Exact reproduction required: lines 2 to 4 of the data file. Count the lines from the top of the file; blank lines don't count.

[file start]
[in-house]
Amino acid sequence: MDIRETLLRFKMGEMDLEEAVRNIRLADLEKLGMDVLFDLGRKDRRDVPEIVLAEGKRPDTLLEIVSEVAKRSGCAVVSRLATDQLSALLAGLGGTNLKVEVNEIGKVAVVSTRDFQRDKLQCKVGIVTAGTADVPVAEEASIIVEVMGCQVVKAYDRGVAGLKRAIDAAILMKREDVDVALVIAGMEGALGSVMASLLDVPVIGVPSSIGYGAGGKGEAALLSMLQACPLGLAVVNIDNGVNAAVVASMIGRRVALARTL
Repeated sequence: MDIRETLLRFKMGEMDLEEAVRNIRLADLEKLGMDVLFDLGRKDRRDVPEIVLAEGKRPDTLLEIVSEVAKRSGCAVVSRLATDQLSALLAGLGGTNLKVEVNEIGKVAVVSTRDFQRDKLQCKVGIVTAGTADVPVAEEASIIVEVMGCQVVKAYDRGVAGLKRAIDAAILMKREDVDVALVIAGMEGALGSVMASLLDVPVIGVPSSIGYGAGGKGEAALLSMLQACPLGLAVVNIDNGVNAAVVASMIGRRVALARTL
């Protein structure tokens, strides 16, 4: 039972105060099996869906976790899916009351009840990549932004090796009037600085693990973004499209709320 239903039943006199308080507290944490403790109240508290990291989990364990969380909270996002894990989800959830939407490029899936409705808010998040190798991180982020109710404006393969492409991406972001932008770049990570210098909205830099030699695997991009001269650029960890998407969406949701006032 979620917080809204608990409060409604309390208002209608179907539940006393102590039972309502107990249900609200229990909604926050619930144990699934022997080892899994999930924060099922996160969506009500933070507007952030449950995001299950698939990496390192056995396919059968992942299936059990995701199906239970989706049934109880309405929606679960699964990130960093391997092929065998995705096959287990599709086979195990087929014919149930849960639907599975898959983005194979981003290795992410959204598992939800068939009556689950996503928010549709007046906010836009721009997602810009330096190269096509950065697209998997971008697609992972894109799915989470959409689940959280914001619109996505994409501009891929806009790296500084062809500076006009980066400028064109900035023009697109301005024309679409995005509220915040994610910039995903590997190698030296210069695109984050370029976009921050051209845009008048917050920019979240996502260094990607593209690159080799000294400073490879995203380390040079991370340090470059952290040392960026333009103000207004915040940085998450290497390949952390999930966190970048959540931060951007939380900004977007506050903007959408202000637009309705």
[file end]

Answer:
Amino acid sequence: MDIRETLLRFKMGEMDLEEAVRNIRLADLEKLGMDVLFDLGRKDRRDVPEIVLAEGKRPDTLLEIVSEVAKRSGCAVVSRLATDQLSALLAGLGGTNLKVEVNEIGKVAVVSTRDFQRDKLQCKVGIVTAGTADVPVAEEASIIVEVMGCQVVKAYDRGVAGLKRAIDAAILMKREDVDVALVIAGMEGALGSVMASLLDVPVIGVPSSIGYGAGGKGEAALLSMLQACPLGLAVVNIDNGVNAAVVASMIGRRVALARTL
Repeated sequence: MDIRETLLRFKMGEMDLEEAVRNIRLADLEKLGMDVLFDLGRKDRRDVPEIVLAEGKRPDTLLEIVSEVAKRSGCAVVSRLATDQLSALLAGLGGTNLKVEVNEIGKVAVVSTRDFQRDKLQCKVGIVTAGTADVPVAEEASIIVEVMGCQVVKAYDRGVAGLKRAIDAAILMKREDVDVALVIAGMEGALGSVMASLLDVPVIGVPSSIGYGAGGKGEAALLSMLQACPLGLAVVNIDNGVNAAVVASMIGRRVALARTL
């Protein structure tokens, strides 16, 4: 039972105060099996869906976790899916009351009840990549932004090796009037600085693990973004499209709320 239903039943006199308080507290944490403790109240508290990291989990364990969380909270996002894990989800959830939407490029899936409705808010998040190798991180982020109710404006393969492409991406972001932008770049990570210098909205830099030699695997991009001269650029960890998407969406949701006032 979620917080809204608990409060409604309390208002209608179907539940006393102590039972309502107990249900609200229990909604926050619930144990699934022997080892899994999930924060099922996160969506009500933070507007952030449950995001299950698939990496390192056995396919059968992942299936059990995701199906239970989706049934109880309405929606679960699964990130960093391997092929065998995705096959287990599709086979195990087929014919149930849960639907599975898959983005194979981003290795992410959204598992939800068939009556689950996503928010549709007046906010836009721009997602810009330096190269096509950065697209998997971008697609992972894109799915989470959409689940959280914001619109996505994409501009891929806009790296500084062809500076006009980066400028064109900035023009697109301005024309679409995005509220915040994610910039995903590997190698030296210069695109984050370029976009921050051209845009008048917050920019979240996502260094990607593209690159080799000294400073490879995203380390040079991370340090470059952290040392960026333009103000207004915040940085998450290497390949952390999930966190970048959540931060951007939380900004977007506050903007959408202000637009309705």